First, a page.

The streaming era has fueled binge-viewing and access to a broad mix of original programming across a fragmented array of premium video apps. And a new study from Interpret suggests that this has also produced too much of a good thing for consumers who are having trouble navigating it all.
The study – "The Future of OTT Aggregation" – found that, amid a fragmented market of subscription OTT offerings, more than 20% of US consumers agree that they "subscribe to too many video streaming services." The same study, based in part on a recent online survey of 9,000 US consumers, also found that about one-third want a better way to discover content across all of their subscriptions.
The rise of premium streaming services featuring a blend of original content has effectively fragmented the video market and blown up the struggling, legacy pay-TV bundle.
"If you look at the macro-level, we used to have full aggregation. Pay-TV really had everything in one place. They had to flip through channels, but everything was right there," Brett Sappington, VP at Interpret, explained. "With streaming, the pendulum swung to the other end of the spectrum to where everything is fragmented and every service has its own experience."
Sappington noted that consumers are generally happy with individual subscription streaming services, but frustration has mounted when they try to navigate through a bunch of them.
"Being able to keep up with all of the [streaming] services is a challenge," creating a desire for platforms that do a decent job of aggregating apps and performing searches across multiple apps, he added.
Increased focus on app aggregation
There's no shortage of players trying to solve the riddle. Many streaming platforms, including those from Apple, Roku, Plex, Google, TiVo and Amazon, have taken a stab at cross-search and video app aggregation. Comcast is doing something similar with X1 and Xfinity Flex, and MyBundle.TV has built a platform for broadband service providers to help their customers determine which pay and free streaming services might best suit their needs.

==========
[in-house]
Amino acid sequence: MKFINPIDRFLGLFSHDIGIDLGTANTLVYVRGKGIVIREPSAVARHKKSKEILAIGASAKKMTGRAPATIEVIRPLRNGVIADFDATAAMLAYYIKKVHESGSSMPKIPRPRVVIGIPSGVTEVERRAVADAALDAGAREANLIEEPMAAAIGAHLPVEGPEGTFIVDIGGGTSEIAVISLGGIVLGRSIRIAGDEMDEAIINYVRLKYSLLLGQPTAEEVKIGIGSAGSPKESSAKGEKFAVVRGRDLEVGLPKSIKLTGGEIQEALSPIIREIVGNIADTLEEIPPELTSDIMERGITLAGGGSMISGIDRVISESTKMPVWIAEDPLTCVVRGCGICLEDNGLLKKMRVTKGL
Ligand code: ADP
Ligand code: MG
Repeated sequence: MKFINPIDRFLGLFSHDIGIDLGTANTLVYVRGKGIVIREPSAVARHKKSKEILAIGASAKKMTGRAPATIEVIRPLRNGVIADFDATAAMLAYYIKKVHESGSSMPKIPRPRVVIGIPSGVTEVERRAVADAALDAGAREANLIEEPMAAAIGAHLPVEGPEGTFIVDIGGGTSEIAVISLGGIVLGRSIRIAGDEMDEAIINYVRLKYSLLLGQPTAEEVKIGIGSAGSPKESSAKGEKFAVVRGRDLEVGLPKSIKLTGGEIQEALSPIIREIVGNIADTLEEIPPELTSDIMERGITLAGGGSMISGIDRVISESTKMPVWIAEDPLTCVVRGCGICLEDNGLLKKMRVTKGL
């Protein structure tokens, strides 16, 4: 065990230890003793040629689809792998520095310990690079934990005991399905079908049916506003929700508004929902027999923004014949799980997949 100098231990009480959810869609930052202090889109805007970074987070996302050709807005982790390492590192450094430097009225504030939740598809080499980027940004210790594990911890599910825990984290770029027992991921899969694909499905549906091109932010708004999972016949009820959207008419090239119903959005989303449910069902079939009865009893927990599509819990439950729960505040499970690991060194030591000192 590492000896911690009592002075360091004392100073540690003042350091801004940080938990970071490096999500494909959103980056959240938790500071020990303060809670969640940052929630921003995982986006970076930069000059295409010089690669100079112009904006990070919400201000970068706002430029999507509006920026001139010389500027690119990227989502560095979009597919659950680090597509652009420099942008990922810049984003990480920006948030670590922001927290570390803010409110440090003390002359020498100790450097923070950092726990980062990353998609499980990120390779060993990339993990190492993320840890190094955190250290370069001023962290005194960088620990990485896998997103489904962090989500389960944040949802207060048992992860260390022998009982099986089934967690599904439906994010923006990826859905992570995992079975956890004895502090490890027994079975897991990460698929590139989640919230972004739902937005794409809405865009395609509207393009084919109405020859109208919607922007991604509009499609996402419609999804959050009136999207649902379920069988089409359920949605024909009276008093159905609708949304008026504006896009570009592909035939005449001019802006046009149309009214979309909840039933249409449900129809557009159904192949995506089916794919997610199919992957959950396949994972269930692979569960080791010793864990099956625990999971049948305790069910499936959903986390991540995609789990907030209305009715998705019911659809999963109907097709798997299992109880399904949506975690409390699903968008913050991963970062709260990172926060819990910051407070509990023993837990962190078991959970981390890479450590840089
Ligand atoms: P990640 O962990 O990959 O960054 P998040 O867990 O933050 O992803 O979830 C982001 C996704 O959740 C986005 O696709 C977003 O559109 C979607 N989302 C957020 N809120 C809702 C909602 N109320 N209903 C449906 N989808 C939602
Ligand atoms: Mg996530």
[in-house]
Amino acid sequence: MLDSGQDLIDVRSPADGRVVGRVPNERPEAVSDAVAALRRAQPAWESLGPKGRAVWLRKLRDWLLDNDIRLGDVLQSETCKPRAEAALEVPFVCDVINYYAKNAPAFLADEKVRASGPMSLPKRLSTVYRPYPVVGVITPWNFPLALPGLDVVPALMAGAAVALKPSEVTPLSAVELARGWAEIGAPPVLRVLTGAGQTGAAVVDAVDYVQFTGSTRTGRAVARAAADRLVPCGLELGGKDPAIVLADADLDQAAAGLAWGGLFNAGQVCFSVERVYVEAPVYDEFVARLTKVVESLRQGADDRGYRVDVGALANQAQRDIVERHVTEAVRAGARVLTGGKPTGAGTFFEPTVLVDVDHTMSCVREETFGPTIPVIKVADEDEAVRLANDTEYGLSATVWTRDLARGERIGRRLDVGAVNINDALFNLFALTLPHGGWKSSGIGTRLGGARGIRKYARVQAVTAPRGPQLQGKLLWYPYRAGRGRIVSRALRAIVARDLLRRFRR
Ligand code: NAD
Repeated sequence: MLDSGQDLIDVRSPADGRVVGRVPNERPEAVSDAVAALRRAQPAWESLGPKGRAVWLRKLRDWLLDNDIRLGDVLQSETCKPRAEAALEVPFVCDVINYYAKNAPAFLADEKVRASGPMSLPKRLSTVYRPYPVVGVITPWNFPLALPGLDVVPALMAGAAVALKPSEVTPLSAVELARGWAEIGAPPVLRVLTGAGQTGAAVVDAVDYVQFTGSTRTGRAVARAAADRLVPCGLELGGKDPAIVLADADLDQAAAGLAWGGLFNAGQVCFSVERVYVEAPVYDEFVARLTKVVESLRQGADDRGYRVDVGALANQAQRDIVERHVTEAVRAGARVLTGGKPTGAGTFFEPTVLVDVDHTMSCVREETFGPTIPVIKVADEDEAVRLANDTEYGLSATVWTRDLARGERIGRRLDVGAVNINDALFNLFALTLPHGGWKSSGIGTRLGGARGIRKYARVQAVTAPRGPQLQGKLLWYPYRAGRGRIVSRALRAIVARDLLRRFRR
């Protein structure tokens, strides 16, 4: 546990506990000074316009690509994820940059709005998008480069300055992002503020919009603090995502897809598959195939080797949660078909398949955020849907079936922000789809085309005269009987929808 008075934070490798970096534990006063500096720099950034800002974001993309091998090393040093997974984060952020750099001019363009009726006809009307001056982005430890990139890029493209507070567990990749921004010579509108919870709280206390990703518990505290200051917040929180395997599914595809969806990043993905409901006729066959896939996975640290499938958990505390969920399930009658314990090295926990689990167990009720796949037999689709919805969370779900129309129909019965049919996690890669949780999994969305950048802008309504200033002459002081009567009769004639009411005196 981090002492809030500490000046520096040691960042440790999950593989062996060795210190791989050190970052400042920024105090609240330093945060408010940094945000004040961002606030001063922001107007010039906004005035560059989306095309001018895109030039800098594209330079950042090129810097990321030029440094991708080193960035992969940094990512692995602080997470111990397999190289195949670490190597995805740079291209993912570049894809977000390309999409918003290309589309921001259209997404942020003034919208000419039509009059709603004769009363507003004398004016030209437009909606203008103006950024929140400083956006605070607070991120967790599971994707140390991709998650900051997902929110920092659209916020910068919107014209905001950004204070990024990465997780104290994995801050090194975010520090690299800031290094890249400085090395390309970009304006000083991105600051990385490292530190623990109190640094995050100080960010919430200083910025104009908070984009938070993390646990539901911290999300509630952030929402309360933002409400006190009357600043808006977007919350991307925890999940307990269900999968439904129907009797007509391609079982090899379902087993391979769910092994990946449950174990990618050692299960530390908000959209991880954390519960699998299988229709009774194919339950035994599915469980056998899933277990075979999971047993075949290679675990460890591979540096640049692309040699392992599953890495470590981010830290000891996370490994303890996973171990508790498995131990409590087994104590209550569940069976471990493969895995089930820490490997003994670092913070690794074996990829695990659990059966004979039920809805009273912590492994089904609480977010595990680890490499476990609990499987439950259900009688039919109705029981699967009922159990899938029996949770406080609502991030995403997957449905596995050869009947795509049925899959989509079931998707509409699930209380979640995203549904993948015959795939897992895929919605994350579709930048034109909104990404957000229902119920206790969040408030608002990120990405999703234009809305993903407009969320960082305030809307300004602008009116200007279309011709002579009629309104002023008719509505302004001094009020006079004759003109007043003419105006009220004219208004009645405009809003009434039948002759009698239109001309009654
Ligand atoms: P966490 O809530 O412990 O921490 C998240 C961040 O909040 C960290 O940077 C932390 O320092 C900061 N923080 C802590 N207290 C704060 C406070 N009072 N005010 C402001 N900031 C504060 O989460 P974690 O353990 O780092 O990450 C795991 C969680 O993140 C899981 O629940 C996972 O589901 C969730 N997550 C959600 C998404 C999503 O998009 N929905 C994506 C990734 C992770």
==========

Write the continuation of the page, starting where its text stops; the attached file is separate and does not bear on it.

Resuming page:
Providing access to a central spot for consumers to evaluate and compare streaming services can help soothe a pain point for some consumers. It could also solve an even bigger problem for midsize and smaller streaming services clamoring for attention in the US and abroad, Sappington said.
But, to be part of an aggregator, those services likely have to give up something, such as a cut of revenue, a bounty on subscribers who come through the door of the aggregator, or access to data. And some of the bigger streaming players are reluctant to play ball in certain situations. HBO Max, for example, broke free of the Amazon Channels streaming aggregation platform last year because of the data-sharing issue.
While much of the aforementioned aggregation activity has centered on TV-based streaming platforms, Sappington sees the smartphone taking on a bigger role as well. He points out that the smartphone is almost always within arm's reach of most people and that consumers are increasingly apt to use the smartphone to subscribe to streaming services and manage their accounts.
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— Jeff Baumgartner, Senior Editor, Light Reading